For the next bunch of laps, it was a parade, with some intrigue coming when Busch found his way to the front again and watched Johnson dive bombing first Vickers and then him to regain the lead. That he surrendered to Matt Kenseth, who was on his way to a fourth-place finish in a car that let him basically just ride in the top five all day. Another caution, and then at the halfway point, it was the Jimmie and Jeff show, basically until near the end. Hold on for that.
Meanwhile, another favorite, Kevin Harvick, was knocked out of contention at around lap 135. He first blew a tire just before lap 20, when his debris caused a yellow. He worked his way back from 43rd to 5th by lap 80, then was felled again late, dropping back and ending the day 36th, two laps down.
This was a problem that ended up costing Johnson, too, though that didn’t happen until the very end. In fact, at lap 180 and 190, it was Gordon and Johnson, having fought and exchanged the lead a couple of times, nearly three seconds clear of the field. Then Johnson disappeared at lap 193.
At lap 200, Gordon was first. The race was 200 laps long. Therefore, even a math major could say that Gordon won, right? Problem, Houston. The race went long due to a yellow flag coming out on lap 199 which meant that the race would be more than the scheduled distance. It was yellow until 204, when the green flew, the white next lap, and the checkered at 206. So what happened to Gordon?
He had led lap 143. Johnson led 145-67. Gordon led 168, then Johnson 169-93. All the time with Gordon right behind and the gap being as large as three seconds to third. At that point, the tire let go, and Johnson came into the pits. Gordon was on point from 194-200, but he lost that lead in the pits and would end up 13th on the lead lap. Johnson was the last lead-lap car, 24th.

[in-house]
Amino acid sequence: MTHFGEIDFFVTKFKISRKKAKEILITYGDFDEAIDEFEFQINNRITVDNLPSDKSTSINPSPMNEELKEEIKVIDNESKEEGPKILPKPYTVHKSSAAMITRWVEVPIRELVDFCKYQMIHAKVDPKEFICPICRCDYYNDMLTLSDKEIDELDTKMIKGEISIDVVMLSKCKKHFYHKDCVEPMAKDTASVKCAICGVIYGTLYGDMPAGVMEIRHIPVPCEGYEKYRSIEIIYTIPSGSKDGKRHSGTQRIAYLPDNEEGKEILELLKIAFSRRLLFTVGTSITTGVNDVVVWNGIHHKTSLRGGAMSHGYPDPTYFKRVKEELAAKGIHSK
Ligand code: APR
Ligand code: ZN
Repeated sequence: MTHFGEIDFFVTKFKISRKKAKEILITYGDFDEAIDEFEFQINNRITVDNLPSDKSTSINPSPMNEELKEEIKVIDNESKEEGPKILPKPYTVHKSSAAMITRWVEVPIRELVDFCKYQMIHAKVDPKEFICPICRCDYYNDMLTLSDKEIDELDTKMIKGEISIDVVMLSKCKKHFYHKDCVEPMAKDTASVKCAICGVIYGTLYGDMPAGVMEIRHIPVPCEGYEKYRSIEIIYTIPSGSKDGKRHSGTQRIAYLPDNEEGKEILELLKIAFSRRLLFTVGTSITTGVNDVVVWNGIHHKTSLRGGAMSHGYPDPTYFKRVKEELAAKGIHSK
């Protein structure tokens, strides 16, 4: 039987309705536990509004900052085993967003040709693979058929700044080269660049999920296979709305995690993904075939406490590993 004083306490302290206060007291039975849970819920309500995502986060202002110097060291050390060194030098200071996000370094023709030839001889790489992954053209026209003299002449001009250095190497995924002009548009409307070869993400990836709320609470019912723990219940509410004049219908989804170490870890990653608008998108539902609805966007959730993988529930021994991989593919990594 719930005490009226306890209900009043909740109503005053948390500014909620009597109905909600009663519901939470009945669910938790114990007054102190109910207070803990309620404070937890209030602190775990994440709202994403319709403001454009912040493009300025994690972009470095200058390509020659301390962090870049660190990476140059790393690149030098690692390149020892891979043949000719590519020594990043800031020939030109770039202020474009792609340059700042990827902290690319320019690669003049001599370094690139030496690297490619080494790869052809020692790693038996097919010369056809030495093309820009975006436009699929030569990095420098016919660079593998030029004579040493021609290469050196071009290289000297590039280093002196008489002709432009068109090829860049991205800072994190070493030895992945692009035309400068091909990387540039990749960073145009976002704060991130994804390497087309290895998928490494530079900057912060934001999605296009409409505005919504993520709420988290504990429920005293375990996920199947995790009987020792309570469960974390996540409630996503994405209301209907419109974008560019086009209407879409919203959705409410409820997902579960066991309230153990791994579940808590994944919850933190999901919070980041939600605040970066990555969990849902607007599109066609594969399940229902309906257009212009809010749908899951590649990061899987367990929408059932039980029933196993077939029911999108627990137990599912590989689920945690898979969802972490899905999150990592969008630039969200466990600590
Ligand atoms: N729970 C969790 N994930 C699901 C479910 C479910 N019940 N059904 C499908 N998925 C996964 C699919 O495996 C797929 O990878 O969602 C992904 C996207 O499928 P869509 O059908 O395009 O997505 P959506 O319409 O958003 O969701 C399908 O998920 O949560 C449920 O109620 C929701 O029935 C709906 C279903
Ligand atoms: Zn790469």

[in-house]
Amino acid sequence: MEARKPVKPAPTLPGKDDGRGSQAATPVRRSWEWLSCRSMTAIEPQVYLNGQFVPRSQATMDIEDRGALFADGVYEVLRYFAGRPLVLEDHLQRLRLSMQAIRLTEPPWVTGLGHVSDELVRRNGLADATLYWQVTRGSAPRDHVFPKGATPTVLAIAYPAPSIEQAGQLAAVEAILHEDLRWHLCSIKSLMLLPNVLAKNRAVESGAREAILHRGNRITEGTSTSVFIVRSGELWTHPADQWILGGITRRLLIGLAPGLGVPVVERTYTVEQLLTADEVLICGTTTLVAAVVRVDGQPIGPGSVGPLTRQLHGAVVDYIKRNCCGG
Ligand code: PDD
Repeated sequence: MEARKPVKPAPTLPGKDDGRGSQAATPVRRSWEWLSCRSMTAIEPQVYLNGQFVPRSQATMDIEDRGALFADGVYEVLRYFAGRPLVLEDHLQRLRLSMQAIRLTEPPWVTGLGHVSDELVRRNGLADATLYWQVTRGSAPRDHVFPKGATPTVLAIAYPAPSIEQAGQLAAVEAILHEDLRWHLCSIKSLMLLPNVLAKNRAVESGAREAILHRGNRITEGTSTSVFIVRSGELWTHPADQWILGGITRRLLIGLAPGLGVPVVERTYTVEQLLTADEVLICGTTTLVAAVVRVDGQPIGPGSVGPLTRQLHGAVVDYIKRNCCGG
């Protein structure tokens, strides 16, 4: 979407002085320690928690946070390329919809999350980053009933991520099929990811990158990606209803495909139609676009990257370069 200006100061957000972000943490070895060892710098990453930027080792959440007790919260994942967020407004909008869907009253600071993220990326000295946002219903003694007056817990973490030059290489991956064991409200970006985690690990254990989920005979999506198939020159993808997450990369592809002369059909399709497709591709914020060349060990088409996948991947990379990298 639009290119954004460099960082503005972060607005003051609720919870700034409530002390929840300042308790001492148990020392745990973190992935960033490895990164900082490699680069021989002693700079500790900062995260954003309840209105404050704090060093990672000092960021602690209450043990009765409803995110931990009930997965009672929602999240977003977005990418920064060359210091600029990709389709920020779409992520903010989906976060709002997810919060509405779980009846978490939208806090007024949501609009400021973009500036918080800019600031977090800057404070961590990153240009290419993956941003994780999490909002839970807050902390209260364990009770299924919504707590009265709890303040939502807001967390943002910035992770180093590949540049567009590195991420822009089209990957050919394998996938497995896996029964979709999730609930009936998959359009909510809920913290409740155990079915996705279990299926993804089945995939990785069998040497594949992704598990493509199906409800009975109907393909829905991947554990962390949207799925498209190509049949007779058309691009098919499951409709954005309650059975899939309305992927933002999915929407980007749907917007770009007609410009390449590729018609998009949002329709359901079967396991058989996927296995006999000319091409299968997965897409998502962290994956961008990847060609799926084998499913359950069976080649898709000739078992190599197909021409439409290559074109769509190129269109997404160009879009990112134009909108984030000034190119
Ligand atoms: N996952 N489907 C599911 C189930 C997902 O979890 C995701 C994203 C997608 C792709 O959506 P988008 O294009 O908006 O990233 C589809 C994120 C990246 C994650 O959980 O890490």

The reason they were so fast was that they were running low air pressure in their rear tires, something that the crew chief of what would end up being the winning car, Kyle Busch’s head man Dave Rogers, would refuse to do. In Rogers’ own words, “Goodyear does release data to the race teams . . . and the data showed that lower air pressure is more grip, but it’s risk versus reward. I think we lacked some speed on the stopwatch, and I was pretty confident that I could drop left side air pressure and pick some of that speed up . . . but it just wasn’t worth it. It wasn’t worth putting the car in jeopardy, putting Kyle in jeopardy, so we played it conservative.” And so on the restart, Kyle Busch and Tony Stewart were out front, with Gordon and Kurt Busch below on the wide racing surface. Gordon got shuffled back, and Kyle Busch went way low out of turn two. He came up in front of his brother and Stewart to win. Meanwhile, kid Kyle Larson somehow appeared out of fourth to take second, and Kurt Busch, Kenseth, and Stewart trailed him. And since we’re talking about the winner, Busch was reprising his first victory, at this track in 2005, when they were running Labor Day in Fontana. That race is now gone, but Busch has won here again anyway, last year. 2014’s victory was his 29th career win. He has been in 334 NASCAR races at the Cup level. Behind Busch was Kyle Larson, the Nationwide winner from Saturday, and brother Kurt Busch, who wasn’t all that close and was perhaps only up there because he took only two tires on that last caution. After the race, winner Busch said, “I had to restart fifth and I had to fend off a lot of things. When we took the green, I was fifth, and I wanted to go to the middle, but Kenseth knew that, so he plugged the middle and blocked me there. So then I tried to block the middle and I saw Jeff. Jeff was behind me. He was looking low on me and Tony started coming down and blocking me so then I tried to go back to the middle and that was all before turn one.” He said that he tried to get some separation on the drivers behind him, and then “I exited turn two with Kurt and Tony side by side in front of me. And then I was kind of on an island and it seemed like everybody behind me was racing too.” He was going to go up the middle between Stewart and Kenseth, but Stewart slid up, so he cut low and accelerated, “got a good enough run off turn two” and outran Larson. In true racer fashion, he said he didn’t know how far behind Larson was. “I was just focused on forward, and luckily we made it back, and we took the checkered.” Read Brian Kennedy’s coverage of the Auto Club 400: NASCAR-razy! – Auto Club 400 weekend comes to town AUTO CLUB 400 – Trackside with Jimmie Johnson BORING, THEN THRILLING – Nationwide Series at the Auto Club Speedway